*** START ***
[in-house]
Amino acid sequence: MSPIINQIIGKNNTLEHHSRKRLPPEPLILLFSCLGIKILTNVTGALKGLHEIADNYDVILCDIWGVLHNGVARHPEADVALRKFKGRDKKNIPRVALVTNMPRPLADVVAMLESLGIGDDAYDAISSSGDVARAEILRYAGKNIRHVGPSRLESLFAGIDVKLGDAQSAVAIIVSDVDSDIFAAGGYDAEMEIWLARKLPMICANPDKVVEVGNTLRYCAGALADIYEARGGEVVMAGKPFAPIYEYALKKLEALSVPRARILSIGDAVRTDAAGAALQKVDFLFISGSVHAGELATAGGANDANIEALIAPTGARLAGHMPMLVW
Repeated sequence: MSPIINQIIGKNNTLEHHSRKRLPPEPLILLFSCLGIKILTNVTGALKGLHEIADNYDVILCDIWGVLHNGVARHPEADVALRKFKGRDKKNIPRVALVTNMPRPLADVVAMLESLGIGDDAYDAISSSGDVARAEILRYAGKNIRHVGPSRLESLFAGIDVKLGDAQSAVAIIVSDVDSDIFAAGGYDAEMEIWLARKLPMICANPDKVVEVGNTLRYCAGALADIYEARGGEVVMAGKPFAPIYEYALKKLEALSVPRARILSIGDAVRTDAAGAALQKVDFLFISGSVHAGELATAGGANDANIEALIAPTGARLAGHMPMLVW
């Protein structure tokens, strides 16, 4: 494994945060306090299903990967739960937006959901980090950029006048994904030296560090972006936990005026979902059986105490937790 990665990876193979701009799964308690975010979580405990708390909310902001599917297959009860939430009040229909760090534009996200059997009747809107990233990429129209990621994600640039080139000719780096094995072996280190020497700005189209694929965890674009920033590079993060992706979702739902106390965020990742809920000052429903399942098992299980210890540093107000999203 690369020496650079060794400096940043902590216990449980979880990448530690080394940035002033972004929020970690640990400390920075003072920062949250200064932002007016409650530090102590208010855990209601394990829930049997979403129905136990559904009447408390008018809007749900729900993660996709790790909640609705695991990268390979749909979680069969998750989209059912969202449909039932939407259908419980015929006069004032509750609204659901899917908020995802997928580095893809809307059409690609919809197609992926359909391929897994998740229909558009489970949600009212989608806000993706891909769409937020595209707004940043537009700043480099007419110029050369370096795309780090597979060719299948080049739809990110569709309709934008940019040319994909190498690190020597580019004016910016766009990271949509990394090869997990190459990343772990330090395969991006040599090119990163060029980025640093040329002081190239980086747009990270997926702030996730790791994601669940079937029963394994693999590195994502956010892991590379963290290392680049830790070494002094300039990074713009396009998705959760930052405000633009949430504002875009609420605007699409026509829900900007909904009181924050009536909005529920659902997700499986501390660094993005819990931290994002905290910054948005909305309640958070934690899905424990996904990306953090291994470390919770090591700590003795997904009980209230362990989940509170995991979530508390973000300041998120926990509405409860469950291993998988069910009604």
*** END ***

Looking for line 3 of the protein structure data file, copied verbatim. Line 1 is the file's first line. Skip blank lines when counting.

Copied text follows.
Repeated sequence: MSPIINQIIGKNNTLEHHSRKRLPPEPLILLFSCLGIKILTNVTGALKGLHEIADNYDVILCDIWGVLHNGVARHPEADVALRKFKGRDKKNIPRVALVTNMPRPLADVVAMLESLGIGDDAYDAISSSGDVARAEILRYAGKNIRHVGPSRLESLFAGIDVKLGDAQSAVAIIVSDVDSDIFAAGGYDAEMEIWLARKLPMICANPDKVVEVGNTLRYCAGALADIYEARGGEVVMAGKPFAPIYEYALKKLEALSVPRARILSIGDAVRTDAAGAALQKVDFLFISGSVHAGELATAGGANDANIEALIAPTGARLAGHMPMLVW